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The simple truth behind suspenseful writing


With simple words, suspenseful stories thrill and chill us

In Stephen King’s “The Shining,” there’s a heart-pounding moment when young Danny once again finds himself standing outside Room 217 of the Overlook Hotel.

Despite being warned not to enter, he puts a key into the lock. He turns the knob.

It’s enough to make my palms sweat.

Good suspenseful stories elicit strong emotions, even when we know what happens next. Now, a team of academics at Stanford University has identified what prompts those feelings. Surprisingly, it often comes down to the use of simple words and sentence patterns. So simple, in fact, that the team trained a computer program to accurately predict when a written passage will be suspenseful.


“The general theory of suspense is that we don’t know what is going to happen, but we want something to happen and we don’t want other things to happen. That uncertainty leads to suspense,” says project leader Mark Algee-Hewitt, director of the Stanford Literary Lab.

But that theory of suspense, long discussed by academics, doesn’t explain why Mary Shelley can raise our hackles time and again, even when we already know what becomes of Victor Frankenstein and his monster.

To find out why a story continues to arouse suspense even if the reader knows the outcome, Algee-Hewitt and a group of graduate students dissected passages from hundreds of books and short stories. They rated paragraphs and chapters on their degree of suspense, then fed those passages into a computer.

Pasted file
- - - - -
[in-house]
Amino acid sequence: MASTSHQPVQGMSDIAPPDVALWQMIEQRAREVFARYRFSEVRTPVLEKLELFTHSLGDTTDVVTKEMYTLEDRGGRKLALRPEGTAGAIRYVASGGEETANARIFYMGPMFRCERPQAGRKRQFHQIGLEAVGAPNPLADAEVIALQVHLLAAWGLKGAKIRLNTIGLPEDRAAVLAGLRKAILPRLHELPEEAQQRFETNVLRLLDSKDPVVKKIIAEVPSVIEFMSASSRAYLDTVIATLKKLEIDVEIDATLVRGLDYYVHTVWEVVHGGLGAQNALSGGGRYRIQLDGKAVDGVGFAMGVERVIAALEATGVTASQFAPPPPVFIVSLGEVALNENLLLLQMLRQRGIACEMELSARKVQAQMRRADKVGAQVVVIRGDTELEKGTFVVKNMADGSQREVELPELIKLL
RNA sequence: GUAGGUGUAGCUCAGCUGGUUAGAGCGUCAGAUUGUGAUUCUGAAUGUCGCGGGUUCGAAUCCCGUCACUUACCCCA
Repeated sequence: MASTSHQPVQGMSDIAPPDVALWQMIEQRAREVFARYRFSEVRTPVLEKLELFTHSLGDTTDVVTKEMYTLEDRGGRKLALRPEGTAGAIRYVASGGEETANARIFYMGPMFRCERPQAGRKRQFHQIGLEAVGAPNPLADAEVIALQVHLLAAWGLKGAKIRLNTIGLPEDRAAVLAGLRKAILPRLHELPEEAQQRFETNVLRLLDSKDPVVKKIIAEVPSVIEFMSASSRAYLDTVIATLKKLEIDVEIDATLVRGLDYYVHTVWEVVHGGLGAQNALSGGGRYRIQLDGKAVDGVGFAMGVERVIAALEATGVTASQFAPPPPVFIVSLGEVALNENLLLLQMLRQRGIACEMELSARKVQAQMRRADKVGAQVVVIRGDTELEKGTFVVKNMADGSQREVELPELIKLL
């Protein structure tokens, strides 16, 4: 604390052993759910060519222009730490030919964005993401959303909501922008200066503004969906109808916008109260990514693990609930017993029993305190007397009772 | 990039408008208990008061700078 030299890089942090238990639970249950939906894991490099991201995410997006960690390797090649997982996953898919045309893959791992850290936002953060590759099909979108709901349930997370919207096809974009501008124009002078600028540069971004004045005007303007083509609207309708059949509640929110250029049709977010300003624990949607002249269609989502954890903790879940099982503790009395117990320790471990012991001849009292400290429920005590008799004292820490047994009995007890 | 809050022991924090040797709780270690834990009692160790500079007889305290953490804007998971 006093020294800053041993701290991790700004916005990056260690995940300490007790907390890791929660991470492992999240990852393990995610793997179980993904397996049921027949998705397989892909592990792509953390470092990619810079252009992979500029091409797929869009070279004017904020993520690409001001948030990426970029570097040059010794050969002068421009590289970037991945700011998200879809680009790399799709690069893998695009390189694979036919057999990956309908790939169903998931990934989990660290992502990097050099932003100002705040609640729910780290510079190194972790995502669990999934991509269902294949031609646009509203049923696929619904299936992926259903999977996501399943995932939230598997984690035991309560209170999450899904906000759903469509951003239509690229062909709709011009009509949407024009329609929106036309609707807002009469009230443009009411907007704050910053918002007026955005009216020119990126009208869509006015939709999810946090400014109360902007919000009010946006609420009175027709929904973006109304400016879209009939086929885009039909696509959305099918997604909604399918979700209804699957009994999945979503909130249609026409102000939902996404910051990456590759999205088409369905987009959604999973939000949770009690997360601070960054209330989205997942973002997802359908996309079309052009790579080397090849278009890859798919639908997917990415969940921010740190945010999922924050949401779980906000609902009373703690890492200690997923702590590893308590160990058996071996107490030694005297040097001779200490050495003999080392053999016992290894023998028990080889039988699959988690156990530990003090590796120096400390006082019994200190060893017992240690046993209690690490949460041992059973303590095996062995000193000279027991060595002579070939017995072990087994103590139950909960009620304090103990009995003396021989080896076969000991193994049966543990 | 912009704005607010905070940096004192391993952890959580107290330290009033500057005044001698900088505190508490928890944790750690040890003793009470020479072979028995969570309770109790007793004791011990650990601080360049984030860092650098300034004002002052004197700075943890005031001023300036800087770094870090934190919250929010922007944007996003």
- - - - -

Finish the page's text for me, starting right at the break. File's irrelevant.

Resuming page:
By doing so, they identified common features of suspense. For example, suspenseful moments rely on simple words and contain shorter, choppier sentences, which pick up the pace of a story. Such moments are also more likely to include words related to physical pain and emotion, such as “trembling” and “hurt.”

Most notably, says Algee-Hewitt, suspenseful moments are able to create a state of anxiety with words that imply a character’s uncertainty about reality, such as “seemed,” “perceived,” and “as if.” The reader is likewise left in a state of, well, suspense.


The team then trained a computer program to recognize suspenseful passages based on those features, and the program was able to identify passages as either suspenseful or non-suspenseful with 81 percent accuracy.

Algee-Hewitt plans to use the program to analyze patterns of suspense throughout longer novels in a variety of genres. But the implications of the analysis are relevant to more than just fiction, he notes. “We find these techniques in other kinds of writing that affect how we think and feel about different things, from political speeches to news stories,” he says.

So be warned. You never know who is playing with your emotions. They could be right in front of you.